This theme throughout the book got me thinking. How often do I let myself get swept up in the business of my everyday life that I tend to forget to stop and make connections with others? As a wife, mom, teacher, and invested church member, I have a lot to do. But what do any those things matter if I don’t have connections and relationships? I don’t ever want my children or my students to feel as Opal did . . . less important than the tasks at hand.
2. People deserve a chance!
Throughout the book, Opal begins to make friends in her new town including an older woman living in a secluded cabin named Gloria Dump. Opal often finds herself at Gloria’s house sharing all that she has learned about the townspeople. Opal quickly learns that many of her new friends have a past . . . pasts full of regrets and mistakes. Opal is shocked by what she learns and isn’t sure how to move forward in her friendships with some of these people. Gloria wisely teaches Opal that she needs to look at how her friends are now and the decisions they are making now . . . not the decisions they made in the past.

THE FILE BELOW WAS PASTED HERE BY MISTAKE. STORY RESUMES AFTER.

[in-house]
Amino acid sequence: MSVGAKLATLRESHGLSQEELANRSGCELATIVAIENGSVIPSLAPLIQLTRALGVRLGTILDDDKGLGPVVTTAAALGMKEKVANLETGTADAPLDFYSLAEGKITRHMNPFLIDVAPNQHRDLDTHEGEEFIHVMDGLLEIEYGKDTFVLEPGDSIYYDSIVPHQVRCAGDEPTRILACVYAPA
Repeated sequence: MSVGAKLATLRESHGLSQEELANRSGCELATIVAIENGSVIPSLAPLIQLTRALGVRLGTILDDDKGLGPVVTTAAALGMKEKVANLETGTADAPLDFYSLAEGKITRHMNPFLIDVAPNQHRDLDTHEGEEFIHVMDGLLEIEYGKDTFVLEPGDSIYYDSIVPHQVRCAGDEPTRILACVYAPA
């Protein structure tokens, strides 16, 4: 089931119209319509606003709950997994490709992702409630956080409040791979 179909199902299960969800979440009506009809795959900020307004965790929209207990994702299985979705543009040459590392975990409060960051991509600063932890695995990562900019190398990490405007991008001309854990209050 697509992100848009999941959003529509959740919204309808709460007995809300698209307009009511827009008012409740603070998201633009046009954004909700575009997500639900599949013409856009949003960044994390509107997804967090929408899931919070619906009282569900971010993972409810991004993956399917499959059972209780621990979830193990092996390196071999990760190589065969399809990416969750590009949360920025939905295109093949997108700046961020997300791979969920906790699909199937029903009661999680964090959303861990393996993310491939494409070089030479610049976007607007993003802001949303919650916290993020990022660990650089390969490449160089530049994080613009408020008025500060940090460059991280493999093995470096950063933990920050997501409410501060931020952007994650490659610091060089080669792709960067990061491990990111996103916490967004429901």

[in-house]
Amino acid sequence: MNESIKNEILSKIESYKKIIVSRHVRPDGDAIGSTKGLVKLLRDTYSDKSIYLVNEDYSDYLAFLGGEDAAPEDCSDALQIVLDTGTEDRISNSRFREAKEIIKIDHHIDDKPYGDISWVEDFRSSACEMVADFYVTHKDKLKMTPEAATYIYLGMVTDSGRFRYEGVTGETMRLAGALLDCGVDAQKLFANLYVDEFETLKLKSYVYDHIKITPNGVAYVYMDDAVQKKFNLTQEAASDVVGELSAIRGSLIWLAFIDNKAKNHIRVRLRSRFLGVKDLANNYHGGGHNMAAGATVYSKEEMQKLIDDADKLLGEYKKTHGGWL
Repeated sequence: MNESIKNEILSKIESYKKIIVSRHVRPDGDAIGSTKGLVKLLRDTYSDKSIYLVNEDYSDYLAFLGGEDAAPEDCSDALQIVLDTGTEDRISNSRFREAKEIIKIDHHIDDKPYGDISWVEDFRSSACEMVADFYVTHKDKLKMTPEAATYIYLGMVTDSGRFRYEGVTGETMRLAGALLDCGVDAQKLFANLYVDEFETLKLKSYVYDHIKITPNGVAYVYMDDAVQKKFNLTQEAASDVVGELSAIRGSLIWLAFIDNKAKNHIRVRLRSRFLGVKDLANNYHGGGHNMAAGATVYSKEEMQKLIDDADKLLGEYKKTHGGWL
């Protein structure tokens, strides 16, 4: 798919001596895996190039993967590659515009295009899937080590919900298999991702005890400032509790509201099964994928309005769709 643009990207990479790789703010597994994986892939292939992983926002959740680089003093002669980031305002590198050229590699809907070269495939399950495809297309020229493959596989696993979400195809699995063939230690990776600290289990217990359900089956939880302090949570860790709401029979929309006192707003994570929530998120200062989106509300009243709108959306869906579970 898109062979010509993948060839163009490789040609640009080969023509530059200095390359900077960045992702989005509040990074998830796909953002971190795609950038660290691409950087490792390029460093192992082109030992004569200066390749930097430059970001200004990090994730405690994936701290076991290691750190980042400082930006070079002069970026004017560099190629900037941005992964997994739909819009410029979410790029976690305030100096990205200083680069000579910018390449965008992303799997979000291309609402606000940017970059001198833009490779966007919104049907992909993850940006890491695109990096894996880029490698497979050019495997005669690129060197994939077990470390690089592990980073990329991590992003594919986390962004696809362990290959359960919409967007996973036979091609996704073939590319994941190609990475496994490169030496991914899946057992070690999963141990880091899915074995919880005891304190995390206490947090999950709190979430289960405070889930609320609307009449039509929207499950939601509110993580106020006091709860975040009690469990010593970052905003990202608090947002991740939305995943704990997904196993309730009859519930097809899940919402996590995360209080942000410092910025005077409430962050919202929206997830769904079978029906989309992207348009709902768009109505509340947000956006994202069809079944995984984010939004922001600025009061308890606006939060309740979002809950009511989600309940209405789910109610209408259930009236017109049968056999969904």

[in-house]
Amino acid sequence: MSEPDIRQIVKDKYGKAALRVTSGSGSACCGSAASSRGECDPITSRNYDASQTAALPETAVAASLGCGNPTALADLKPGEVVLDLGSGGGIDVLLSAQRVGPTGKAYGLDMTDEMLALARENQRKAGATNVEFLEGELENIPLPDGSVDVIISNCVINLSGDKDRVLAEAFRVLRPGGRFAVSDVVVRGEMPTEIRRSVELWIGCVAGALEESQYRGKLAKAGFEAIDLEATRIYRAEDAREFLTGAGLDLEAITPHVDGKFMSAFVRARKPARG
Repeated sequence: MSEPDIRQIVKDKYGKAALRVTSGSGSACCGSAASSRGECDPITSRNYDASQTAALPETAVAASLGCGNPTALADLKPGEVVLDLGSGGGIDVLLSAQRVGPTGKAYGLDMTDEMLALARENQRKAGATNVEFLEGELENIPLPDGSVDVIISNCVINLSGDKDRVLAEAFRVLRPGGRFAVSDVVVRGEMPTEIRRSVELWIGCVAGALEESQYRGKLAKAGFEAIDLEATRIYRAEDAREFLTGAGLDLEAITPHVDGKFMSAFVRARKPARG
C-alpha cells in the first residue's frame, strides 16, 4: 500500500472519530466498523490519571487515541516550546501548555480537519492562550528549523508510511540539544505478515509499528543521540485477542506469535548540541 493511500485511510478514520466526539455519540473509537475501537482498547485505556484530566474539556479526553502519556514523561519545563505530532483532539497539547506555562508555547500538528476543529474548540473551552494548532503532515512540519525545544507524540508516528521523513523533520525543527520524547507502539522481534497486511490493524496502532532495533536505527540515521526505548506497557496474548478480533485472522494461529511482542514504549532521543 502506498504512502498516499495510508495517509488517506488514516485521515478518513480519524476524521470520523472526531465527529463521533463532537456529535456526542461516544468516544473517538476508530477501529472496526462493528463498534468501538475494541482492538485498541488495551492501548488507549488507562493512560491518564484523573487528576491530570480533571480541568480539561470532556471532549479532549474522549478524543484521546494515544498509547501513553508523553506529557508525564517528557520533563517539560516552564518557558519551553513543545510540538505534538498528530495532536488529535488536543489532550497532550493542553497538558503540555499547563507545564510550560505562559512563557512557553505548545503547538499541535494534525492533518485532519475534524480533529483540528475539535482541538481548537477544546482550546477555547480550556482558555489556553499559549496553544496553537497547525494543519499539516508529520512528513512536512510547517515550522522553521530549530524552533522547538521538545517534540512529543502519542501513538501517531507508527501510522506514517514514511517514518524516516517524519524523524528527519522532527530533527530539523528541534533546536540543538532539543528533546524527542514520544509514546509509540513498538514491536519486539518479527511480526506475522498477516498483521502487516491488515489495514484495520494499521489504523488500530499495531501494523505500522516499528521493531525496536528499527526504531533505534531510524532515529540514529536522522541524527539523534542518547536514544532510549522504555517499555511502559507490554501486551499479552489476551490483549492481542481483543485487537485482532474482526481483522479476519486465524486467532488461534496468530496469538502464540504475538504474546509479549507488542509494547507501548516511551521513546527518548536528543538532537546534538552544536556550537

I believe Gloria’s advice is wise because, with God’s help, people can change. Everyone has made mistakes in the past or has regrets . . . its called human nature . . . but what are they doing now? What decisions are they making now? If I were to choose my friends based on people’s past, I would have no friends and no one would be friends with me! Proverbs 13:20a says “Whoever walks with the wise becomes wise.” Wisdom can come from experience . . . sometimes its good experiences and sometimes its bad experiences. The true test of a good friend is how are they choosing to live their life now? Did they learn from their past mistakes? Are they working to avoid those past choices and make new ones for the better? If so, then they are my kind of friend! And I hope to be that kind of friend to others!